“Flu and respiratory illnesses are the most common sicknesses in the winter, and they are both transmitted by mucus,” he said. “Viruses and bacteria are transmitted when somebody coughs or sneezes on their hand, and you touch their hand or an object they have touched, such as a doorknob, and then touch your mouth or nose.”
MISSISSIPPI STATE -- ’Tis the season to forget troubles and be happy, but Mississippians top the list of groups who cannot ignore a life-threatening concern lurking around their tables and lifestyles.
Mississippi leads the nation in obesity and ranks second in diabetes, and Mississippi State University Extension Service health specialist David Buys said the two go hand in hand.
RAYMOND -- Consumers who want Mississippi-grown Christmas trees to deck their halls should shop early for the best selection every year.
“Choose-and-cut Christmas tree production in Mississippi is fairly flat because there are growers each year who retire,” said Stephen Dicke, a forestry professor with the Mississippi State University Extension Service. “Growers still in the business are producing more trees each year, but demand in heavily populated counties is much higher than the supply of trees.”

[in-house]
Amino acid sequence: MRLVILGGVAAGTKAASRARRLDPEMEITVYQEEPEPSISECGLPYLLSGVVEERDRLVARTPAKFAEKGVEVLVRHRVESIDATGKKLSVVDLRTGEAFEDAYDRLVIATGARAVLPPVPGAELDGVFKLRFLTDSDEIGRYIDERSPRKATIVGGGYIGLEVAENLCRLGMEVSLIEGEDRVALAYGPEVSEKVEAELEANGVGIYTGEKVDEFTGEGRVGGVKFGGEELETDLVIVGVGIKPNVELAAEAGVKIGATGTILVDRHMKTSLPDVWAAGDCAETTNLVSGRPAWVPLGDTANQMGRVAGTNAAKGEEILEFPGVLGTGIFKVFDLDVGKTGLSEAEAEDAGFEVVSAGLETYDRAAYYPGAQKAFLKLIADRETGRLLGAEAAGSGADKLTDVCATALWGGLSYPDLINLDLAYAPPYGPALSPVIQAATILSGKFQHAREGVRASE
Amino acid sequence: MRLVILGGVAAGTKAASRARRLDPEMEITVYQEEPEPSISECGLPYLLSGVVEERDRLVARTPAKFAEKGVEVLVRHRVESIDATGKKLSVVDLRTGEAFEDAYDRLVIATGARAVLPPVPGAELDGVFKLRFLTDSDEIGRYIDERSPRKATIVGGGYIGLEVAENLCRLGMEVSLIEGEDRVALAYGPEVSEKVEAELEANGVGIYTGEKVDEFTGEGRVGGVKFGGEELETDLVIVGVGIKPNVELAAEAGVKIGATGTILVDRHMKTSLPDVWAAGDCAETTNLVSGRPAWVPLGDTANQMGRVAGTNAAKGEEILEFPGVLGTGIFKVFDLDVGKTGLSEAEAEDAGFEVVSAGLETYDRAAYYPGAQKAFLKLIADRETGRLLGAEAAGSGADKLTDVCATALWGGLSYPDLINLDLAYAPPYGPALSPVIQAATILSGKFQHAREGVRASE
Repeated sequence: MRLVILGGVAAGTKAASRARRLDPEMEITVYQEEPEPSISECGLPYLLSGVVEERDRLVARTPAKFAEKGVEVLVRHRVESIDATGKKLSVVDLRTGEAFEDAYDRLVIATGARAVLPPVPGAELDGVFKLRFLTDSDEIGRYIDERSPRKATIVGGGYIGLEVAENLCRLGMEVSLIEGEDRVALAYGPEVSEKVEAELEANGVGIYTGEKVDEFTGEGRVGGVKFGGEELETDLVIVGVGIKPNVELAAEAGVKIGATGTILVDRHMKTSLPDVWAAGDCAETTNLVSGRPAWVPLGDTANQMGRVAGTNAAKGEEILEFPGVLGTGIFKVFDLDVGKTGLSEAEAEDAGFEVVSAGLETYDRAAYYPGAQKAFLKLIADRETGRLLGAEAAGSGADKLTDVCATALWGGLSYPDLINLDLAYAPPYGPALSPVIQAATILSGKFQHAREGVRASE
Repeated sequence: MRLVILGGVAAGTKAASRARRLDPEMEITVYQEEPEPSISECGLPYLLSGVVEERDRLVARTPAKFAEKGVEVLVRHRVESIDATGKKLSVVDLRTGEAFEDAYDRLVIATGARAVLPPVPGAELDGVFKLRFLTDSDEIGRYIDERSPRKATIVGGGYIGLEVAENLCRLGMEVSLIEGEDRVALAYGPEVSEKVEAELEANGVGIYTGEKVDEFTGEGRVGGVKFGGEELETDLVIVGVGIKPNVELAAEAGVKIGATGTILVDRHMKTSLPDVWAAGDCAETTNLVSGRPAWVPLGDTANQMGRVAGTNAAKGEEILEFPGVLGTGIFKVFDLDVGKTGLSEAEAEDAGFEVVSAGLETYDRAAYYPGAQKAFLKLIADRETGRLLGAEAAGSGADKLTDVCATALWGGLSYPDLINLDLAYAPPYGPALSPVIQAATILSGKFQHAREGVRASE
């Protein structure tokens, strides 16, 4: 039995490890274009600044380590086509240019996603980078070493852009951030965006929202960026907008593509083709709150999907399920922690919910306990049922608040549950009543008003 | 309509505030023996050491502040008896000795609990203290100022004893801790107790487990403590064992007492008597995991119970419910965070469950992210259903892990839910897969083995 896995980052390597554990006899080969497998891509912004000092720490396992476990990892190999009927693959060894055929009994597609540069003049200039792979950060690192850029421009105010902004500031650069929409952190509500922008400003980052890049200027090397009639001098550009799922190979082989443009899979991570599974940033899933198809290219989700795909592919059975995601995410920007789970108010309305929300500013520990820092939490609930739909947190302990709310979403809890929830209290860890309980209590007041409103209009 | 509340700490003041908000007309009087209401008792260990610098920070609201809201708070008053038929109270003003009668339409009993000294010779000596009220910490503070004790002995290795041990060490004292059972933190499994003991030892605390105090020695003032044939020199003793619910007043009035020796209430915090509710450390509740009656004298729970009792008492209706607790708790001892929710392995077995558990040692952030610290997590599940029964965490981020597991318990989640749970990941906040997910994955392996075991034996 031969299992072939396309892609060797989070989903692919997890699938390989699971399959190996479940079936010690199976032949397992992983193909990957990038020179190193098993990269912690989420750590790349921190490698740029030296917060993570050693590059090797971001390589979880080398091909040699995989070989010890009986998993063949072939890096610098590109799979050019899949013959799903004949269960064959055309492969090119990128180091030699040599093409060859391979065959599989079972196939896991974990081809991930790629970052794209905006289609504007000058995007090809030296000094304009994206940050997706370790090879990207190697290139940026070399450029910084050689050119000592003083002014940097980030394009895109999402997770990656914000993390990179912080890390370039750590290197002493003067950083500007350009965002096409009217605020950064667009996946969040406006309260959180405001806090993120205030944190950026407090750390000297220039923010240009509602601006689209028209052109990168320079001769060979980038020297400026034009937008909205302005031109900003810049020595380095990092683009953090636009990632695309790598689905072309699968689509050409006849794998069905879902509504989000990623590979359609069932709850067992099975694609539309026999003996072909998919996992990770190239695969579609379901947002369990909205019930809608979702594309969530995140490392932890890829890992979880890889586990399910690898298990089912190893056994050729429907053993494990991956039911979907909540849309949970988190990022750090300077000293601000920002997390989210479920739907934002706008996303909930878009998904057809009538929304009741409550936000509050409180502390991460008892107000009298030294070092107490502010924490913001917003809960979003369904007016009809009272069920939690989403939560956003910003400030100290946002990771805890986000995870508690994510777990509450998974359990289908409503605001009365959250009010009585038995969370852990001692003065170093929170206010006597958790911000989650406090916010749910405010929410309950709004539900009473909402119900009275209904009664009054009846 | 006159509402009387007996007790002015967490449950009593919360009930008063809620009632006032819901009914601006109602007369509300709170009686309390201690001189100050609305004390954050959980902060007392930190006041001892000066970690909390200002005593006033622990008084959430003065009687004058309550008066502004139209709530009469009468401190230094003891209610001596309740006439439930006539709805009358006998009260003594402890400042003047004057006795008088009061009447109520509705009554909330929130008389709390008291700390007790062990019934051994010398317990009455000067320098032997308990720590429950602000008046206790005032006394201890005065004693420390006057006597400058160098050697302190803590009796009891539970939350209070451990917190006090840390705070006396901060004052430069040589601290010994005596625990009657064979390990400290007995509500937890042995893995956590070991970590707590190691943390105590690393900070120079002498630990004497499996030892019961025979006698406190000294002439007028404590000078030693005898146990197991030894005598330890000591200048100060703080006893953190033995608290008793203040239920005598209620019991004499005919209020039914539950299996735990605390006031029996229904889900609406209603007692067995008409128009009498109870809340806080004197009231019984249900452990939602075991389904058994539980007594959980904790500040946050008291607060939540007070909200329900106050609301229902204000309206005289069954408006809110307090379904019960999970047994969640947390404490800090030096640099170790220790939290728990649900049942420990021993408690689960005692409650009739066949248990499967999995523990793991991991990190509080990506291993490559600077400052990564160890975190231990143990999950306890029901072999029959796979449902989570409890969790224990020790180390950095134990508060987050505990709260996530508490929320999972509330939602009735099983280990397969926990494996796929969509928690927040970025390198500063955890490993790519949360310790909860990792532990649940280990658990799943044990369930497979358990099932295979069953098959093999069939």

RAYMOND -- Consumers who take a few precautions while shopping this holiday season can avoid the unwanted surprise of empty bank accounts and stolen identities.
Rita Green, family financial management specialist with the Mississippi State University Extension Service, recommends shoppers follow some guidelines when making purchases in stores and online.
MISSISSIPPI STATE -- Holiday gift giving can feel overwhelming when everyone seems to have the necessities and the budget is tight.
Natasha Haynes, a Mississippi State University Extension Service agent in Rankin County, said one easy solution is to give homemade food gifts.
“Everybody has to eat, and food gifts do not have to be expensive or high in calories,” Haynes said. “From homemade granola to jars filled with ingredients for a pot of healthy soup, good gifts are limited only by your creativity.”